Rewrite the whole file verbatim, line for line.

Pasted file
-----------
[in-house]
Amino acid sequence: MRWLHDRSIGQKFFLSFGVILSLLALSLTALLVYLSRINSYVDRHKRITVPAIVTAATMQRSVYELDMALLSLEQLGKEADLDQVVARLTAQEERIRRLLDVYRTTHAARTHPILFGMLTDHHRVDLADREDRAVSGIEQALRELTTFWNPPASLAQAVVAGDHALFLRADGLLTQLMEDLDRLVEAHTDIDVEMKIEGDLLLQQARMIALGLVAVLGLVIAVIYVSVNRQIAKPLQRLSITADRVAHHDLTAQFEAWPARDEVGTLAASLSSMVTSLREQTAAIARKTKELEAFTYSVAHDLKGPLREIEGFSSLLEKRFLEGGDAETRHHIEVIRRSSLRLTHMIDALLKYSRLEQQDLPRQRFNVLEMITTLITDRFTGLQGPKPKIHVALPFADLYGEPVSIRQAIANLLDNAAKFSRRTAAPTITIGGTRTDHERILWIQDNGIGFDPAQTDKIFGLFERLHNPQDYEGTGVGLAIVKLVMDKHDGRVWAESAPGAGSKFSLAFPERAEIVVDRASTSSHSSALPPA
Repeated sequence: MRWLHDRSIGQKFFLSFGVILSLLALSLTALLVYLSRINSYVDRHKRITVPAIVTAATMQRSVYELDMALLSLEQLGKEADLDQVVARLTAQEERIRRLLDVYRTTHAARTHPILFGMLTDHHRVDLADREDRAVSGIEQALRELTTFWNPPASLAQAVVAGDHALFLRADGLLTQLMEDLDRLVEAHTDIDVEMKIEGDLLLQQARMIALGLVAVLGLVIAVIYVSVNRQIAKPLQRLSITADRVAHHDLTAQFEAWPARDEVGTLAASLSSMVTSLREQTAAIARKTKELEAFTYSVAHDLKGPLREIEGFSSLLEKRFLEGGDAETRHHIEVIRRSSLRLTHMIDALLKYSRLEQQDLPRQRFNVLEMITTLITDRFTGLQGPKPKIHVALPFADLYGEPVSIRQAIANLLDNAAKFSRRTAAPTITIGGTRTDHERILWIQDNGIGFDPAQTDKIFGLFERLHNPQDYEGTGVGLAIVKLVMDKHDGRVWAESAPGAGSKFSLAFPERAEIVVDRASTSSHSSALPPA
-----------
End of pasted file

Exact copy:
[in-house]
Amino acid sequence: MRWLHDRSIGQKFFLSFGVILSLLALSLTALLVYLSRINSYVDRHKRITVPAIVTAATMQRSVYELDMALLSLEQLGKEADLDQVVARLTAQEERIRRLLDVYRTTHAARTHPILFGMLTDHHRVDLADREDRAVSGIEQALRELTTFWNPPASLAQAVVAGDHALFLRADGLLTQLMEDLDRLVEAHTDIDVEMKIEGDLLLQQARMIALGLVAVLGLVIAVIYVSVNRQIAKPLQRLSITADRVAHHDLTAQFEAWPARDEVGTLAASLSSMVTSLREQTAAIARKTKELEAFTYSVAHDLKGPLREIEGFSSLLEKRFLEGGDAETRHHIEVIRRSSLRLTHMIDALLKYSRLEQQDLPRQRFNVLEMITTLITDRFTGLQGPKPKIHVALPFADLYGEPVSIRQAIANLLDNAAKFSRRTAAPTITIGGTRTDHERILWIQDNGIGFDPAQTDKIFGLFERLHNPQDYEGTGVGLAIVKLVMDKHDGRVWAESAPGAGSKFSLAFPERAEIVVDRASTSSHSSALPPA
Repeated sequence: MRWLHDRSIGQKFFLSFGVILSLLALSLTALLVYLSRINSYVDRHKRITVPAIVTAATMQRSVYELDMALLSLEQLGKEADLDQVVARLTAQEERIRRLLDVYRTTHAARTHPILFGMLTDHHRVDLADREDRAVSGIEQALRELTTFWNPPASLAQAVVAGDHALFLRADGLLTQLMEDLDRLVEAHTDIDVEMKIEGDLLLQQARMIALGLVAVLGLVIAVIYVSVNRQIAKPLQRLSITADRVAHHDLTAQFEAWPARDEVGTLAASLSSMVTSLREQTAAIARKTKELEAFTYSVAHDLKGPLREIEGFSSLLEKRFLEGGDAETRHHIEVIRRSSLRLTHMIDALLKYSRLEQQDLPRQRFNVLEMITTLITDRFTGLQGPKPKIHVALPFADLYGEPVSIRQAIANLLDNAAKFSRRTAAPTITIGGTRTDHERILWIQDNGIGFDPAQTDKIFGLFERLHNPQDYEGTGVGLAIVKLVMDKHDGRVWAESAPGAGSKFSLAFPERAEIVVDRASTSSHSSALPPA